Thursday, July 3, 2008

The Great Ashoka

Ashoka or Asoka, third king of the Maurya dynasty, who ruled almost the whole of the Indian subcontinent from about 269 to 232 bc. Ashoka stands unique among emperors in world history: After successfully concluding a major military campaign, he was so disturbed by the suffering that it had caused that he forsook war and thereafter endorsed nonviolence and peaceful persuasion in consolidating his vast empire.
The major source of documentation for Ashoka’s reign is the succession of edicts that he issued to his subjects in every part of his empire. These edicts were inscribed on rock surfaces and on specially polished columns with handsomely sculpted capitals. They were written in Prakrit languages (a group of ancient Indian dialects) for the Indian population, and in Greek and Aramaic for the Hellenistic Greeks and Iranians in the northwestern part of the empire. Historians have established the extent of Ashoka’s empire through the location of these edicts, as well as by archaeological excavations of artifacts, monuments, and urban sites associated with the Mauryas. In one of his edicts, Ashoka named as his contemporaries five Hellenistic kings, some of whom he had diplomatic contacts with, and this has provided a chronological cross-reference for his reign.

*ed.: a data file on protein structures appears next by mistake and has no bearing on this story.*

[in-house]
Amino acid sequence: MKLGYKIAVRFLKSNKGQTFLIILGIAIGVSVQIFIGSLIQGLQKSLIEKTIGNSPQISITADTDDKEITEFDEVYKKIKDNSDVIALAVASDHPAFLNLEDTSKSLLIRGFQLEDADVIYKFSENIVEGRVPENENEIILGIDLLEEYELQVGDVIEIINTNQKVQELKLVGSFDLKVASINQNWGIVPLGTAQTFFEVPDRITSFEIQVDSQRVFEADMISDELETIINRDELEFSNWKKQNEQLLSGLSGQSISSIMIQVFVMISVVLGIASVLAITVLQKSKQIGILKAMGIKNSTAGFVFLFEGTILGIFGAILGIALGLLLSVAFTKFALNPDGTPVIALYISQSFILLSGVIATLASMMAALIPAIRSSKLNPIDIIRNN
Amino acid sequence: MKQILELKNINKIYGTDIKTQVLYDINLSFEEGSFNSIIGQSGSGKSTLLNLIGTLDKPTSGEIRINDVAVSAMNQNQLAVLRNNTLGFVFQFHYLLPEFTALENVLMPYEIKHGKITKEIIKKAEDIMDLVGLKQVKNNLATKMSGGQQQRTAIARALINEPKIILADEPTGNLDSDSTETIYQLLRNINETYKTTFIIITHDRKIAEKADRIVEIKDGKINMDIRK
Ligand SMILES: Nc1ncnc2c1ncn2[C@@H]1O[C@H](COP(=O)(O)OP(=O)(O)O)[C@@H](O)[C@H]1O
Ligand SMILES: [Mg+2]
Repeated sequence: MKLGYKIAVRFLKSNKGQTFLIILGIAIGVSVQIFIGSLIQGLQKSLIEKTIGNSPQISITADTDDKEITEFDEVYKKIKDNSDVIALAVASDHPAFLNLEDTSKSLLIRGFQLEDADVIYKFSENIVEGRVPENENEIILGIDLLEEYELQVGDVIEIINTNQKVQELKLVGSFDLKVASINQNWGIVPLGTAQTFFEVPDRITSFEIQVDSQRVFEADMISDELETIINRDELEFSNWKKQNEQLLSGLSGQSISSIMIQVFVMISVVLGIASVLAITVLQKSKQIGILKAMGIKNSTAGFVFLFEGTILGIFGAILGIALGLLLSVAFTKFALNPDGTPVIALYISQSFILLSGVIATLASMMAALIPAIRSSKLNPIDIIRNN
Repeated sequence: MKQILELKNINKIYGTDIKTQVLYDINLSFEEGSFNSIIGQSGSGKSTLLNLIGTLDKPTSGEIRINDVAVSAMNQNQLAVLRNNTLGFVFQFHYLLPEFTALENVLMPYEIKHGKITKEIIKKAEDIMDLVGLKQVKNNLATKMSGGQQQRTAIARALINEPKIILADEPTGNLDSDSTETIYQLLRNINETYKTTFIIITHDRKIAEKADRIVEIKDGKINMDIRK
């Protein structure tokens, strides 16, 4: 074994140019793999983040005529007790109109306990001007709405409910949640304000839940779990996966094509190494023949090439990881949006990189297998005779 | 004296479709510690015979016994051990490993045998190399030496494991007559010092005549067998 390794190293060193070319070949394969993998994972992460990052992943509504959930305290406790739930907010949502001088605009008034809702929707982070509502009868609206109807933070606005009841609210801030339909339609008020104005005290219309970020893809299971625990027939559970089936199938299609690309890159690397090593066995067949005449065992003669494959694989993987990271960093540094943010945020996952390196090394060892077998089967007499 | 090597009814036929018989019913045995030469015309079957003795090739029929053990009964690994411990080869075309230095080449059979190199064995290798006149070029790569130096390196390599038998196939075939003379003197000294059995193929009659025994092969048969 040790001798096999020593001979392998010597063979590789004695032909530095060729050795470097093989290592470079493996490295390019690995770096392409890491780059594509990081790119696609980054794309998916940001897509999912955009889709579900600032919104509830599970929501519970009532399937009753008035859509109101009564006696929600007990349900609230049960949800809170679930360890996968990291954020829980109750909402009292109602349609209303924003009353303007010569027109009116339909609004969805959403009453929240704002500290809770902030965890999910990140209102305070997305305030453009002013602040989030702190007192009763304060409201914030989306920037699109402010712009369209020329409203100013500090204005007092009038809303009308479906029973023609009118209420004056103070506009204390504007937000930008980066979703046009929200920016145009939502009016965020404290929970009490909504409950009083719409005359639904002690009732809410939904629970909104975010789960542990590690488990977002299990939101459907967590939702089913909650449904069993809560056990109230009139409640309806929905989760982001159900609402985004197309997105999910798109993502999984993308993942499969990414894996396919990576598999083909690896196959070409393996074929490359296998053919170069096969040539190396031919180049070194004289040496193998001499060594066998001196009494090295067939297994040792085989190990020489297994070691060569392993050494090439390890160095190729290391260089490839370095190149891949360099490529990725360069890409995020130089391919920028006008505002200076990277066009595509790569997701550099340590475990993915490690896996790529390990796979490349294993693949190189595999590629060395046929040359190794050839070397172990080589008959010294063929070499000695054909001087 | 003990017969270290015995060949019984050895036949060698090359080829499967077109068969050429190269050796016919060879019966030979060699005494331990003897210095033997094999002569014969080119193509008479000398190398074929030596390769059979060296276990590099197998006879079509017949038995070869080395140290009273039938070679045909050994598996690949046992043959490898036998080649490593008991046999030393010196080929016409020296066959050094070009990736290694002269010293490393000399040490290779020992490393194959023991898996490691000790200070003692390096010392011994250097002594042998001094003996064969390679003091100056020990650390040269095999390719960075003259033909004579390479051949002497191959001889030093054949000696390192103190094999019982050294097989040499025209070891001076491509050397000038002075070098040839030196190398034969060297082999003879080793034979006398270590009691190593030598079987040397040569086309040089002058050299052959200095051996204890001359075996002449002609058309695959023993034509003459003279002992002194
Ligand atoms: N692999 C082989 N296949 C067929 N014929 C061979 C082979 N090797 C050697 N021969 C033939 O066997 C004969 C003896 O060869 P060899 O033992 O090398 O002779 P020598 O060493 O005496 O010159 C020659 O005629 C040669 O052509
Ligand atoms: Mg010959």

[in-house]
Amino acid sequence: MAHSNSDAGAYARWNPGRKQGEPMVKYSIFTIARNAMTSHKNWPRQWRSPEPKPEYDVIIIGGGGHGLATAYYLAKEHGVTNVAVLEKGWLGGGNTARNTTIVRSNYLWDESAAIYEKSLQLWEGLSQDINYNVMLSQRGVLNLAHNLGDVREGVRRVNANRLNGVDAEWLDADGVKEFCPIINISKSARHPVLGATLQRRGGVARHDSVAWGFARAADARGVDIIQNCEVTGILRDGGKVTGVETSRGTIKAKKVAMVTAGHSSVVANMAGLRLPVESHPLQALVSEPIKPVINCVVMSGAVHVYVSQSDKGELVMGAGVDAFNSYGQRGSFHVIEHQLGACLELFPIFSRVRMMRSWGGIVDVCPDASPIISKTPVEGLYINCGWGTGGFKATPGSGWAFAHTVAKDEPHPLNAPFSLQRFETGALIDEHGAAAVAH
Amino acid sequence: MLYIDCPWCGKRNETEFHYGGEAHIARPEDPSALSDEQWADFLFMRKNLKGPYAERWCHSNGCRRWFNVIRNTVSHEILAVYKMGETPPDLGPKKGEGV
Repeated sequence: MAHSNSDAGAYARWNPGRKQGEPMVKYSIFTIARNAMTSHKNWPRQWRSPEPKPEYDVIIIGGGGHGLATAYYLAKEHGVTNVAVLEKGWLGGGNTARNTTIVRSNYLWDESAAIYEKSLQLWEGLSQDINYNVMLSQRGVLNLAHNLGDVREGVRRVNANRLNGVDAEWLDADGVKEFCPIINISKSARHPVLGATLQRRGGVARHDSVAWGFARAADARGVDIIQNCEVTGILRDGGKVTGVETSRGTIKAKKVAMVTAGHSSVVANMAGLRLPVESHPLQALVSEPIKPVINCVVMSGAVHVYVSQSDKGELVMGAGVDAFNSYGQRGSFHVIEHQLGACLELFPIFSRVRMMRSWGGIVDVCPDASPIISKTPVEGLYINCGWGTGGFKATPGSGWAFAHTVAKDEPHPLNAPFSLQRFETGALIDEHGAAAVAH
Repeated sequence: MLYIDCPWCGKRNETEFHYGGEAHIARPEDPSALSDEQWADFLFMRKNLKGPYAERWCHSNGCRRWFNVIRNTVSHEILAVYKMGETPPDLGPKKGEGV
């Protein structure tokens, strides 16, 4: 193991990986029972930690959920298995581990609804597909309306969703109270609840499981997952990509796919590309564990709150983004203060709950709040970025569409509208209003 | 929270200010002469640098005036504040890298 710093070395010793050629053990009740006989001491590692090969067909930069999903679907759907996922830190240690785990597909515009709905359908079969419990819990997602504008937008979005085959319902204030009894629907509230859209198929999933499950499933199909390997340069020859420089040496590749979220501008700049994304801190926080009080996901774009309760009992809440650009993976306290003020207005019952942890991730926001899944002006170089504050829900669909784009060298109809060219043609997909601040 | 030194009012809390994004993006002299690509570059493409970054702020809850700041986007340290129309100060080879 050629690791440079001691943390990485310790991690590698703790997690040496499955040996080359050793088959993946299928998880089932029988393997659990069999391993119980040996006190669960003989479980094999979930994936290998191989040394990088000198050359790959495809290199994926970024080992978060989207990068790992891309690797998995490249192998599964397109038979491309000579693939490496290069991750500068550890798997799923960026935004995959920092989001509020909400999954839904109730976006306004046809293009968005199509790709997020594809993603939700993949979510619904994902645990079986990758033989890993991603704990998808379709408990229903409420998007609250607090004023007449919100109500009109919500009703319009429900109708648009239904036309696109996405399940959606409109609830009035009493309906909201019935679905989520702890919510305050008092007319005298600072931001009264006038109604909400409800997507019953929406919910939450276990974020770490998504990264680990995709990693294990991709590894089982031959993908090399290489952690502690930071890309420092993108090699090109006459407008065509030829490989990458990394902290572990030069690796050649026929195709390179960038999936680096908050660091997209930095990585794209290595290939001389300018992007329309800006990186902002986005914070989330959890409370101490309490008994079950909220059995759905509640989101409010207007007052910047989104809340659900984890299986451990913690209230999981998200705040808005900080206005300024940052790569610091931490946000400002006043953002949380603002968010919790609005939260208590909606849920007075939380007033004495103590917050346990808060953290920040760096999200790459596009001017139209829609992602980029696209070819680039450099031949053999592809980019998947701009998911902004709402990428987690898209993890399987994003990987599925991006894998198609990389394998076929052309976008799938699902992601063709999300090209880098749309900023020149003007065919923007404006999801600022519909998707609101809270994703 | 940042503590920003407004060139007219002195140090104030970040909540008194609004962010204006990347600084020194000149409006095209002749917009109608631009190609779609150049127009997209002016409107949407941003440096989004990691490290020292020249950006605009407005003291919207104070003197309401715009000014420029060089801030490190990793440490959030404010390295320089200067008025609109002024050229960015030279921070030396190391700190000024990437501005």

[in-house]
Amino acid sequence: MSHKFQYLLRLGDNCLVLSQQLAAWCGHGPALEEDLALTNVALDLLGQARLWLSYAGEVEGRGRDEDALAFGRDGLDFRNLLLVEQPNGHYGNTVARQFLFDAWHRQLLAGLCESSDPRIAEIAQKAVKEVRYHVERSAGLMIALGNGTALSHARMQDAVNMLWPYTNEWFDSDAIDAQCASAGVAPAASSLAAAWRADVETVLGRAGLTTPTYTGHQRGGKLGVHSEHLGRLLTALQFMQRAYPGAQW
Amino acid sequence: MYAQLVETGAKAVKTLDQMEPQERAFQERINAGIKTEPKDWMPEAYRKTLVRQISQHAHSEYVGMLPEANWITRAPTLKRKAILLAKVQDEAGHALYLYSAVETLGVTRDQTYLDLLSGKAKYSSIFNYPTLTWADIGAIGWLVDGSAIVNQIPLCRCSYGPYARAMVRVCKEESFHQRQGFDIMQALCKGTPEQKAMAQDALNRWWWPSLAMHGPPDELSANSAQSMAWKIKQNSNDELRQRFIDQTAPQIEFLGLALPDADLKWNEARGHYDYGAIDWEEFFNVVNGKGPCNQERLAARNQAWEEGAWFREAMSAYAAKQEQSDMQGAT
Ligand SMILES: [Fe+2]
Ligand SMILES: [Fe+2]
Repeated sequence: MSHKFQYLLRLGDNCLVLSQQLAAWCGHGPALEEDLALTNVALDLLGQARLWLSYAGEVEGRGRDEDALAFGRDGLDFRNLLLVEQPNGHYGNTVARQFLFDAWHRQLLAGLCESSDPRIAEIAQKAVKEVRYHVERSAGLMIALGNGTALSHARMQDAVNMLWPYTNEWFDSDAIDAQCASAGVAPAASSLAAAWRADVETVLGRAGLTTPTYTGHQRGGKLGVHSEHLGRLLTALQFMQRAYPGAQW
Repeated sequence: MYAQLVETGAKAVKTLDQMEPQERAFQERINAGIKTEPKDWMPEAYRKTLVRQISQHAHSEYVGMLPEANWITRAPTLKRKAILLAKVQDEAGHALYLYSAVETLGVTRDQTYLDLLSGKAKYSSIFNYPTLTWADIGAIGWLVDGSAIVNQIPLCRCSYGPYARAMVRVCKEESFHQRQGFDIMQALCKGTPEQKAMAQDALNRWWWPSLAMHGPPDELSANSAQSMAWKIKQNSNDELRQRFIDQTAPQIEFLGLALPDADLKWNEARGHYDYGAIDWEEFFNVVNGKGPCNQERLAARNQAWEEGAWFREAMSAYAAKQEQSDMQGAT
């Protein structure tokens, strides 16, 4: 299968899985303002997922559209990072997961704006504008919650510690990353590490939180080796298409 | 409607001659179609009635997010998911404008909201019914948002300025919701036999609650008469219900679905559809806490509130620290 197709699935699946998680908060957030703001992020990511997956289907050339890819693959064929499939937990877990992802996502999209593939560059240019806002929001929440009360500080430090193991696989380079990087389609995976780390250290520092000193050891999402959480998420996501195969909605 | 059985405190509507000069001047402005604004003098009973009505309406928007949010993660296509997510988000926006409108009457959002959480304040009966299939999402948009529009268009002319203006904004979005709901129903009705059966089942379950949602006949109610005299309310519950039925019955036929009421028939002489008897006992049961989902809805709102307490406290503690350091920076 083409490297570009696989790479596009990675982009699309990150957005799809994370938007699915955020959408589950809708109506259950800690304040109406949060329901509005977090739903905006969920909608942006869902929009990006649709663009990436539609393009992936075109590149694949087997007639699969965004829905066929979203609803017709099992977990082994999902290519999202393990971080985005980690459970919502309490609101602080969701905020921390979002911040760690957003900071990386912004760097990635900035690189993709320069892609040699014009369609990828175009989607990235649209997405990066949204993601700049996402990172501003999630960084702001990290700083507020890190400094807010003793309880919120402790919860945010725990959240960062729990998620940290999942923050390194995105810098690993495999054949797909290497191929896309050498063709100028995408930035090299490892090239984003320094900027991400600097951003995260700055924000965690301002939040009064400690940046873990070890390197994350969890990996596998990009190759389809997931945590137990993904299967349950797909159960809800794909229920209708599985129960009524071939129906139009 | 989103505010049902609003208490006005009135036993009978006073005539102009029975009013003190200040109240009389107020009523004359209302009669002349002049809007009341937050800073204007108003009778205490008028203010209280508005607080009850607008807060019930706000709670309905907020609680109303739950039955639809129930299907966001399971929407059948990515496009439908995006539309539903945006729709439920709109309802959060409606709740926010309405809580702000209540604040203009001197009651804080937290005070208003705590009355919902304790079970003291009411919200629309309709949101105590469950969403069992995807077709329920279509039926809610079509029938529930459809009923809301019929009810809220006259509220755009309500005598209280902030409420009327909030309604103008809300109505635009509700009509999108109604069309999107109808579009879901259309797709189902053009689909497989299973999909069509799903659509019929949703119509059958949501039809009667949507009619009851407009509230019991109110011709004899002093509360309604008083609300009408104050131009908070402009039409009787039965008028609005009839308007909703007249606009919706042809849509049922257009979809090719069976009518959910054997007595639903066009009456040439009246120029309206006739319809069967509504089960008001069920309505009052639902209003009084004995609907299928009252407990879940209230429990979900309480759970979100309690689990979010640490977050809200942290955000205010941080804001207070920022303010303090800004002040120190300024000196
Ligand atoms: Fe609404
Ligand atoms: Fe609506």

His son Mahinda and daughter Sanghamitta converted the people of Ceylon (now Sri Lanka), and other missionaries were sent to Southeast Asia and probably into Central Asia as well. He also sent cultural missions to the west, including Syria, Egypt, and Greece. Ashoka built shrines and monasteries and had rocks and beautifully carved pillars inscribed with Buddhist teachings. Buddhist texts composed by monks in Sri Lanka and northwestern India color the narrative of Ashoka’s life and depict him as concerned closely with the spread of Buddhism, which was then a relatively new religion. One of these narratives associates him with astutely handling a rebellion against oppression by local officers in the city of Takshasila, in Gandhara, an ancient region in northwestern India. Ashoka’s administrative experience may have begun with the control of Gandhara. Another source describes him in a similar capacity in central India, governing from the city of Ujjain.

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